The big news in Facebook games this weekend is just how fast Zynga’s CityVille is growing. As of this morning, CityVille has grown to 22 million monthly active users (MAUs) and over 7 million daily active users) making it the second largest city in the world.

Why is CityVille growing so fast when virality is dead on Facebook as pundits (such as myself) like to say?

Aside for the fact that it’s a very good game, Chris Morrison of Inside Social Games lists 4 reasons for the success of the game so far:

  1. Cross promotion: Zynga is promoting CityVille like crazy on the bar atop of it’s other popular games as well as co-promotion within its juggernaut hit FarmVille. When you have 250 million gamers you can co-promote you, you have an advantage of every small game developer out there. Of course, this strategy works if Zynga players continue to play CityVille and their other games. If you are just robbing FarmVille to feed CityVille, what’s the point (someone with more time than myself and a better inclination for numbers should run the analysis and ping me).
  2. Localization: Zynga launched the game in 6 different languages and international growth is definitely fueling the game. Curiously, Zynga picked 6 European languages to release the game in when it was obvious that a game about urban planning and growing skyscrapers would be an obvious hit in the fast-growing Asian countries of the Philippines, Malaysia, and Indonesia. Inside Social Games estimates that only a quarter of the game players in CityVille are American. A reason why Zynga ignored non-European languages at launch is that though growth in social games is coming from Asia, those countries are notoriously more difficult to monetize (meaning, players less likely to pay to play) then in Europe. There are also a lot more languages and dialects to translate to in that region of the world.
  3. It’s a good game: The joke among game reviewers for social games is that game developers don’t launch a game in beta when they launch on Facebook; they launch it in alpha. This was not the case with this game which as I mentioned in my CityVille preview, was more polished and a deeper game at launch than most games we review that have been out a year. Most game companies can’t get rid of all the bugs before launch because they don’t the luxury of time or internal scale to test before launch. With 1300 employees and a zillion dollars in the bank, Zynga has that luxury.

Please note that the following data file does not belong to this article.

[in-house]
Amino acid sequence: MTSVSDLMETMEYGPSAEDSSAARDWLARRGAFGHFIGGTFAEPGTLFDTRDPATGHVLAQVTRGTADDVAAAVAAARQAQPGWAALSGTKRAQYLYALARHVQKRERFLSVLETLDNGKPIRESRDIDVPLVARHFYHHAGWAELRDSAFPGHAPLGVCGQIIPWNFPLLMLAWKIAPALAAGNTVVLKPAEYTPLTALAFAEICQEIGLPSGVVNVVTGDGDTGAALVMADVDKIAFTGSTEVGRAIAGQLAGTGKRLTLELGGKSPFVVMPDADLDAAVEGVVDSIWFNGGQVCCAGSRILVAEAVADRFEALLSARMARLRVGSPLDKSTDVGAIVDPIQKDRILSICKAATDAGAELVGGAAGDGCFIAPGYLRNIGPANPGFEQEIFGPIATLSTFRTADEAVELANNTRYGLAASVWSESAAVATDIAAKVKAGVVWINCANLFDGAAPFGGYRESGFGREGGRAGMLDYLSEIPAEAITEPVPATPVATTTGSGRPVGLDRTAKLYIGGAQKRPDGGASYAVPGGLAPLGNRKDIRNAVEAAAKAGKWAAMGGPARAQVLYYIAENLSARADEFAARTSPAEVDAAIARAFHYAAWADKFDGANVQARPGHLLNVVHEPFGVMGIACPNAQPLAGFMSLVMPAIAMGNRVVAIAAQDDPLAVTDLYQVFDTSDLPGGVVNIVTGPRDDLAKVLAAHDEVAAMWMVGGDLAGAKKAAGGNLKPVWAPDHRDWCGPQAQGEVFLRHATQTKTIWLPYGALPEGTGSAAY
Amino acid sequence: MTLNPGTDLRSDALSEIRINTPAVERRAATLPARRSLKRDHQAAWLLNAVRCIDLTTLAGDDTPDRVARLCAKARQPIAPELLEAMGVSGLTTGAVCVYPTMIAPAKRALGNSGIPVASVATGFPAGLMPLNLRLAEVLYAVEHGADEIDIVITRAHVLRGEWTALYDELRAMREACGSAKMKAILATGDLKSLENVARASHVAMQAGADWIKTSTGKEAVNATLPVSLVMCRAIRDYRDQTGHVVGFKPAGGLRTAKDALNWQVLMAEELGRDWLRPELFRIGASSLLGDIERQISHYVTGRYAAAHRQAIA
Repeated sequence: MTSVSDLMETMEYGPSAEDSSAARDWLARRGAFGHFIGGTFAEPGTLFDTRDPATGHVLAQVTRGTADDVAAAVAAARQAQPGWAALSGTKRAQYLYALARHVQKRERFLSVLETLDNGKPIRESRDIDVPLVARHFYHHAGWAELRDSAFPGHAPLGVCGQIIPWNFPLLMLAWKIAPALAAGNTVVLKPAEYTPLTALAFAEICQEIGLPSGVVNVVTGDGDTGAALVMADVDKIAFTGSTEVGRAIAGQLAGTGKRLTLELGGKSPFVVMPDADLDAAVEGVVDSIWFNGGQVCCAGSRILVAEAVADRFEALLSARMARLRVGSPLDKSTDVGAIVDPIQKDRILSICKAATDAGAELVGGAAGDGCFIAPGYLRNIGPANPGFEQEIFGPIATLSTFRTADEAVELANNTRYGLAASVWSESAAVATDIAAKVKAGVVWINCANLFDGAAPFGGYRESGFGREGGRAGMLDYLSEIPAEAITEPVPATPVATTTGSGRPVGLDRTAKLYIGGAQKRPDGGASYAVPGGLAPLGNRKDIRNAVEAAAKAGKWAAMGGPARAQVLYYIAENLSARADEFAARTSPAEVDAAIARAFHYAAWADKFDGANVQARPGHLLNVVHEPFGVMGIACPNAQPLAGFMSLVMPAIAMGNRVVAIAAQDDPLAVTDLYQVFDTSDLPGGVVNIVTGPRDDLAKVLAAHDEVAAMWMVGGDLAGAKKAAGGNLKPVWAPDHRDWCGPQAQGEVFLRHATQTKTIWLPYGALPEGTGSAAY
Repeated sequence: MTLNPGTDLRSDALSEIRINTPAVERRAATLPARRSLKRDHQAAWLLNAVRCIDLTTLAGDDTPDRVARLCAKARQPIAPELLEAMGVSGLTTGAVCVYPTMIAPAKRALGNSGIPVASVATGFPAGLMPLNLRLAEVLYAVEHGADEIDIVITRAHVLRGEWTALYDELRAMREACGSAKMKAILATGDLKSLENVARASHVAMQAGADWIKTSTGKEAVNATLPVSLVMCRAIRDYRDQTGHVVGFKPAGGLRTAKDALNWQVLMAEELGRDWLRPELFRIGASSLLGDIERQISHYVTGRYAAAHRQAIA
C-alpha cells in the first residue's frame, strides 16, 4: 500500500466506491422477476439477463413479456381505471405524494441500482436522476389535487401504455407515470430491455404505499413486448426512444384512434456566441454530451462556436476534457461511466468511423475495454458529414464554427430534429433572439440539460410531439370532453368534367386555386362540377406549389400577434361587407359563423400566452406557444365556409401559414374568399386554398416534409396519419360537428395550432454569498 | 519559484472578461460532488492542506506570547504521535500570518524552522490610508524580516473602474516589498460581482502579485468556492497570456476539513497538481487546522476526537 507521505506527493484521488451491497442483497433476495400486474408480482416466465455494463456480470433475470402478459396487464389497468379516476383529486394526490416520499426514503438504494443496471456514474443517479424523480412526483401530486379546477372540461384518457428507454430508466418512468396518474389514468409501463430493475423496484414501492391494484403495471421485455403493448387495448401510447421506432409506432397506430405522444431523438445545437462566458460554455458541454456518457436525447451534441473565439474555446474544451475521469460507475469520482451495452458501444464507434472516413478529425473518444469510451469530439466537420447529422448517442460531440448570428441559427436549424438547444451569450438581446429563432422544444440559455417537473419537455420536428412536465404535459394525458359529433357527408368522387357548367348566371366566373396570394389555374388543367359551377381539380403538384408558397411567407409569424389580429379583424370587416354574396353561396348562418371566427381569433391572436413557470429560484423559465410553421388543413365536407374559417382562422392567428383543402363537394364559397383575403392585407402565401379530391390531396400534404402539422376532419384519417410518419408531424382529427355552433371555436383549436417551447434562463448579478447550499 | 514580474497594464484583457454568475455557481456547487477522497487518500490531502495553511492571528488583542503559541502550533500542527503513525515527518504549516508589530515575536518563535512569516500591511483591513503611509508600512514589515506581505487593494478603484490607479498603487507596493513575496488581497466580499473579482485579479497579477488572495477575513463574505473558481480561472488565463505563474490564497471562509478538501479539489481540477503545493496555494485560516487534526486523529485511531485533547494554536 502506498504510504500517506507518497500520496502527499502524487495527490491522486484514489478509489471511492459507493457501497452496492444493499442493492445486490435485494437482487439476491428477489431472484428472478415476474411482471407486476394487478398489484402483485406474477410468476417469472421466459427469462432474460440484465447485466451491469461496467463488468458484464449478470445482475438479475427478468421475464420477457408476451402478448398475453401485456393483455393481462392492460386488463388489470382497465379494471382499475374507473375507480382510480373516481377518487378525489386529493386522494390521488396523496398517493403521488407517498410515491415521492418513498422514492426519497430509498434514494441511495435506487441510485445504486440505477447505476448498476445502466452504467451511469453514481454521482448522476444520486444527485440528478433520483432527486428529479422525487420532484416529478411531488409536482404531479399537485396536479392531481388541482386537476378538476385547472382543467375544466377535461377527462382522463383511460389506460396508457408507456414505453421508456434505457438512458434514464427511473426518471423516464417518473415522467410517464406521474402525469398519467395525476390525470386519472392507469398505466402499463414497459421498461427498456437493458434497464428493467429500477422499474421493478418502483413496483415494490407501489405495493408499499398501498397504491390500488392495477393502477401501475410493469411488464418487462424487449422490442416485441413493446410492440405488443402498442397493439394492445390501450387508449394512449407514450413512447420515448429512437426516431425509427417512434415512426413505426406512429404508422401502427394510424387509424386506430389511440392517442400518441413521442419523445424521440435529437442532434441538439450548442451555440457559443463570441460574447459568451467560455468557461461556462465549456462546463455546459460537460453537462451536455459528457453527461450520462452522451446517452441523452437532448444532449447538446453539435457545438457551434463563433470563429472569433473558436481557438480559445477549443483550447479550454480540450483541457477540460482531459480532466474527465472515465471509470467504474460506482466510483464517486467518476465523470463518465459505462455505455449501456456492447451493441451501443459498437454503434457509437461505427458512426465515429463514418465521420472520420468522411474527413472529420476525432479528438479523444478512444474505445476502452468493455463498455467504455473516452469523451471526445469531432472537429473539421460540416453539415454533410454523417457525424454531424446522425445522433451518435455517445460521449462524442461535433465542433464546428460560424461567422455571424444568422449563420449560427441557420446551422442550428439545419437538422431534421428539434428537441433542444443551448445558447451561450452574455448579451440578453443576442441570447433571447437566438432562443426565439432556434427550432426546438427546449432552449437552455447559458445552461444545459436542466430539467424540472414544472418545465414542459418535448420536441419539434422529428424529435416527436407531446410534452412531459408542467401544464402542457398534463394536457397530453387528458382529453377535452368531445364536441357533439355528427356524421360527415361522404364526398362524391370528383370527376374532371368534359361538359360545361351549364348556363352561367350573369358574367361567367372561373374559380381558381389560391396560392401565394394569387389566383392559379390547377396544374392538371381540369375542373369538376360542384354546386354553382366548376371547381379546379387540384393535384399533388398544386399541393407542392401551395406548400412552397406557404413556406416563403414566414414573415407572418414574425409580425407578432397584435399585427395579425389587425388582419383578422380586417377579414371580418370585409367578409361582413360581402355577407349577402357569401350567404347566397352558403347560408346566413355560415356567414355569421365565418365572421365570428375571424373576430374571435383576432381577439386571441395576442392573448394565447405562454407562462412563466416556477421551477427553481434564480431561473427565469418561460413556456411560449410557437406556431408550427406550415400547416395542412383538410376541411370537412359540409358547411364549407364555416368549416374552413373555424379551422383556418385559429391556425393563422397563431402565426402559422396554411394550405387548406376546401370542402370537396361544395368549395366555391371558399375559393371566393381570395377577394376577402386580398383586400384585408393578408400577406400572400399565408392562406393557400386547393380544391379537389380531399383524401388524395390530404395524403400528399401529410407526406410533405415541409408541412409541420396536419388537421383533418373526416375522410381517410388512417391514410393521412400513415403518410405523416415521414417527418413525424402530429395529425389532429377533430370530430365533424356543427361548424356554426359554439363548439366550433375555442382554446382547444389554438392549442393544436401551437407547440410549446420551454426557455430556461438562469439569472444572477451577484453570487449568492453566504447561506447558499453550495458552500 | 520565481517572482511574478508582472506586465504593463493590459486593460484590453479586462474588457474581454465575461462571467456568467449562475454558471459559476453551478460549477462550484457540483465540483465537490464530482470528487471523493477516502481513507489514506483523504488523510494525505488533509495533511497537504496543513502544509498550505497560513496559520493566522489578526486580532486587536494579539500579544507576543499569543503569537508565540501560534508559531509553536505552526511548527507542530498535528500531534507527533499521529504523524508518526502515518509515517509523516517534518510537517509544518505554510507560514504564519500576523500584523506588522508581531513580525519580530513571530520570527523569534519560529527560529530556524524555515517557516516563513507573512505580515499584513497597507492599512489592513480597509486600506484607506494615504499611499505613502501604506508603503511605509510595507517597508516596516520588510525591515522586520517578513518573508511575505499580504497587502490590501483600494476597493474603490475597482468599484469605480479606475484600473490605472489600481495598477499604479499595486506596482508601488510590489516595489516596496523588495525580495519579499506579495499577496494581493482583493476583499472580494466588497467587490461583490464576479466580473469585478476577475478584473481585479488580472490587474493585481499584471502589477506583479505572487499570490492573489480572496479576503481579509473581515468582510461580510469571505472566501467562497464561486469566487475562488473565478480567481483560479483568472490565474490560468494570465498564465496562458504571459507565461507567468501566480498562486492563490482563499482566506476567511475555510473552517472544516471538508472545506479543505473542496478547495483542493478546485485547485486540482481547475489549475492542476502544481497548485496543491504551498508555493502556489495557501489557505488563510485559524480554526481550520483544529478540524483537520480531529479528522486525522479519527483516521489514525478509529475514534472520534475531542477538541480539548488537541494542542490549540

4. Working the system (Inside Social Games’ words, I must cite and that I like). Though Facebook frowns on game companies designing games around its communication channels, Zynga continues to push it to the limit. They are not breaking any of Facebook’s rules because they would not risk being banned by Facebook, but they are not being shy about asking you to invite and share with your friends on Facebook in every possible way. When Zynga is not trying to get you to spread the game through your Facebook friends, they are communicating with you through Zynga mail every … possible … moment.

When you combine all the ways you can communicate with friends to move up in the game through Facebook and through Zynga mail and their toolbar, it is fair to say that Zynga is pushing virality more with CityVille regardless of what Facebook’s policies are. And with 20 million users so far in the game, there is nothing Facebook can do about it. Seriously, what are they doing to, take down CityVille and make 20 million Facebook users angry? No way.

Does that mean CityVille is a success? Indeed it is, but with great fanfare comes great expectations. True, CityVille is the fastest growing game for Zynga. But there was no doubt in anyone’s mind that the game would not be as successful as FrontierVille with 20 million MAUs. The questions remain: Will CityVille be as successful as FarmVille (60 million MAUs)? Will it be successful on the iPhone and iPad when it launches later on those devices? If the answer is no to either of those questions, CityVille will still be a success but not as big of one as Zynga hoped.